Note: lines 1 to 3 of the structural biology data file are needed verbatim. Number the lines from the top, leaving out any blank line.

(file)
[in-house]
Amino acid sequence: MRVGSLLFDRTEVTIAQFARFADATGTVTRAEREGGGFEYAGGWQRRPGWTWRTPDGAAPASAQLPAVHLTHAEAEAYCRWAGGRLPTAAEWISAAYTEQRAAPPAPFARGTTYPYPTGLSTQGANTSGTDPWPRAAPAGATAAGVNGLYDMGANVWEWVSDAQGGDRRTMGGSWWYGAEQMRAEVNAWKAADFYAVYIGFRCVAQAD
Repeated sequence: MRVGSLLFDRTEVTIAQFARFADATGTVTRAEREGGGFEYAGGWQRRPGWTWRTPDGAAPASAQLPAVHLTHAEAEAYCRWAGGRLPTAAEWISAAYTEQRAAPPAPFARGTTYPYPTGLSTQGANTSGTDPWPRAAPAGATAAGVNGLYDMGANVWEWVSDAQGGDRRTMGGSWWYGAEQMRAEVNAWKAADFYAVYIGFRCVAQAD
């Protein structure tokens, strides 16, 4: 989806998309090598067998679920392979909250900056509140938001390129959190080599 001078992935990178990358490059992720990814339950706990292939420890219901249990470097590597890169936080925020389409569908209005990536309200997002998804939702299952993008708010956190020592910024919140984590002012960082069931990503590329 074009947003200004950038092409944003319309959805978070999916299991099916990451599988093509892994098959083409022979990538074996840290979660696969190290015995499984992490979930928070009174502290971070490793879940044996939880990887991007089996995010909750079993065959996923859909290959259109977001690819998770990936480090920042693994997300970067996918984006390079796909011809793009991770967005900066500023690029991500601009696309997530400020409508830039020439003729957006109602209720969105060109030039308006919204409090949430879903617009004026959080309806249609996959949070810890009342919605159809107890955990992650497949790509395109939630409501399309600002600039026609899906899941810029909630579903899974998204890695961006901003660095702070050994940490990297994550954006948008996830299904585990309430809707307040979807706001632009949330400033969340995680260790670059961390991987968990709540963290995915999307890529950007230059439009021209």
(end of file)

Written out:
[in-house]
Amino acid sequence: MRVGSLLFDRTEVTIAQFARFADATGTVTRAEREGGGFEYAGGWQRRPGWTWRTPDGAAPASAQLPAVHLTHAEAEAYCRWAGGRLPTAAEWISAAYTEQRAAPPAPFARGTTYPYPTGLSTQGANTSGTDPWPRAAPAGATAAGVNGLYDMGANVWEWVSDAQGGDRRTMGGSWWYGAEQMRAEVNAWKAADFYAVYIGFRCVAQAD
Repeated sequence: MRVGSLLFDRTEVTIAQFARFADATGTVTRAEREGGGFEYAGGWQRRPGWTWRTPDGAAPASAQLPAVHLTHAEAEAYCRWAGGRLPTAAEWISAAYTEQRAAPPAPFARGTTYPYPTGLSTQGANTSGTDPWPRAAPAGATAAGVNGLYDMGANVWEWVSDAQGGDRRTMGGSWWYGAEQMRAEVNAWKAADFYAVYIGFRCVAQAD